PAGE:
By Steve Lichtenstein
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Hey, fellow Jets fans, who’s ready for another Mark Sanchez sequel?
We enjoyed Sanchez’s moxie at first, when he led the Jets to back-to-back trips to the AFC Championship game. But then, like the Police Academy franchise, his game deteriorated to the point where no fan I know wants to see any more iterations.
Unfortunately, all signs out of Jets camp seem to be pointing toward more of Sanchez’s patented “what-was-he-looking-at” pick-sixes, strip sacks and missed big-play opportunities in 2013.
Unless prized second-round draft pick Geno Smith, whose practice session Wednesday was described by coach Rex Ryan as “brutal,” recovers from the ankle injury he suffered in Friday’s preseason debut and shows the Jets brass he has some semblance of knowing what he’s doing in one of the next two preseason games (Ryan would not commit to a starter for Saturday’s home game versus Jacksonville), it seems Sanchez will retain his job.
Despite the change in upper management, with John Idzik taking over for Mike Tannenbaum as general manager and trumpeting his role in such personnel decisions, the comic ineptitude that is the saga of the Jets offense continues. The Jets still treat the quarterback position with no more urgency than they do with their right tackle.
Throughout Sanchez’s albeit brief career, the Jets have challenged him with the football equivalent of the bums Rocky Balboa fought prior to facing Clubber Lang in Rocky III.
To be fair, Kellen Clemens and Mark Brunell were meant to be clipboard holders while Sanchez was at least winning games in his first two seasons. It took a disappointing 2011 campaign for the Jets to realize that they needed to give Sanchez some real competition. Of course, the result was the disastrous Tim Tebow experiment, with the Jets bulking Tebow up so he could run some offense last seen at the University of Oklahoma during the 1950s.
Now it’s supposed to be Smith’s turn to unseat the incumbent. However, thanks to the sore ankle, reports out of Jets camp suggest that Smith’s window is closing rapidly. He’ll have to practice at a high level at some point just to get a shot at starting a preseason game. And if that one otherwise meaningless exhibition doesn’t go well (which it might, with the Jets having no complementary running game and sieves at guard), the competition will be over.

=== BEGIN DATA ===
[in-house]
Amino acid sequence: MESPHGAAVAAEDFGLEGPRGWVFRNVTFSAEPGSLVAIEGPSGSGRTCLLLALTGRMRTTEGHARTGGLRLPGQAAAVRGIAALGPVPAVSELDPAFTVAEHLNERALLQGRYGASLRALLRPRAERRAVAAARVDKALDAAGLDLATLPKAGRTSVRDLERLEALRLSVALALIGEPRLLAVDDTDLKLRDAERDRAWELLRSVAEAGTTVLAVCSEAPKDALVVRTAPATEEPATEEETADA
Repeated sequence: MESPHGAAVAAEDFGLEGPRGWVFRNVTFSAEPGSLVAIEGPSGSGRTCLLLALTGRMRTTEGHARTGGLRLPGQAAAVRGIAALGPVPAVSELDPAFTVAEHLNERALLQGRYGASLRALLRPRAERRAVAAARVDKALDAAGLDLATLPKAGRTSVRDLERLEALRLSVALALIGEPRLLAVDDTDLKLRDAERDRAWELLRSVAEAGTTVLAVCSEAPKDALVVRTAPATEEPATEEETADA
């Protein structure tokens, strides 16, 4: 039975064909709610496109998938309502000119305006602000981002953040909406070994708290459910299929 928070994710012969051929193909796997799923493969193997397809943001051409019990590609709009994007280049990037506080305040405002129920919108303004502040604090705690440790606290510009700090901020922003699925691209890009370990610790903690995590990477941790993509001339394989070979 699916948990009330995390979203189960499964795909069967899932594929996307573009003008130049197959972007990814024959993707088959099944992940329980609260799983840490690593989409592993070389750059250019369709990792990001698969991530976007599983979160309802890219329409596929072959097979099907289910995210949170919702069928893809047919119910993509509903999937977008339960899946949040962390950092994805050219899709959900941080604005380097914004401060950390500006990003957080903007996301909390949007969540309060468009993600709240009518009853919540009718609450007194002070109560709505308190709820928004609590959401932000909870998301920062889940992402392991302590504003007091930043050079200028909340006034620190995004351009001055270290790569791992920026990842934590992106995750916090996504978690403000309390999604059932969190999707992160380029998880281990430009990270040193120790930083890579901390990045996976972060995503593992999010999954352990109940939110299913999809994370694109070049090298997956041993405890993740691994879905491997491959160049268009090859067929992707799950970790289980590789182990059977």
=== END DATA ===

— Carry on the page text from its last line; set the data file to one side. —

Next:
I can’t tell whether or not Smith is NFL-ready. It may even take a year or two for Smith to develop into the quarterback the Jets think he can be. Although he had prolific passing numbers at West Virginia and runs well, Smith’s draft stock dipped when the so-called experts questioned his maturity, work ethic and leadership skills. The draft is always a crapshoot and the Jets have had more than their fair share of second-round busts (and, come to think of it, first-round busts, as evidenced by this infamous YouTube clip).
But this charade of a quarterback controversy is all so silly. My biggest problem with the Jets plan is not just that they’re pinning their decision on one or two preseason games to determine who their 2013 quarterback will be.
It’s that Sanchez shouldn’t have even been considered an option.
But that’s how the Jets set it up, as if Sanchez was Vladimir Putin and the Jets high command was the Secret Police sabotaging the other candidates, thereby making Sanchez the only viable choice. Just like last season, they will again make it appear that Sanchez “won” the job.
Even though most teams would have said “good riddance” to any quarterback coming off a season with 13 touchdowns and 26 turnovers.
June 1 was the proper time for the Jets to have parted ways with Sanchez. After Idzik traded away All-Pro cornerback Darrelle Revis, he could have added Sanchez to the 2013 dead-money bucket, knowing he just drafted the team’s quarterback of the future.
A June 1 designation would have actually saved the Jets $500,000 on their 2013 salary cap. Idzik could have used that savings to partially offset the significantly lower costs it would have taken to bring in a Kevin Kolb/Ryan Fitzpatrick type to bridge any gap with Smith. There were a bunch of acceptable alternatives.
Instead, we’re stuck with the devil we know all too well. A quarterback with poor accuracy and vision, and prone to the most mind-boggling turnovers you’ll see inside and outside of Football Follies.
All because, and I can already hear Ryan rehearsing his spin, the Jets think Sanchez gives them “the best chance to win.”
That’s coach-speak for when they aren’t creative enough to come up with a different vision, like when movie producers run out of ideas and just add a roman numeral to an old concept.
For a FAN’s perspective of the Nets, Jets and the NHL, follow Steve on Twitter @SteveLichtenst1.
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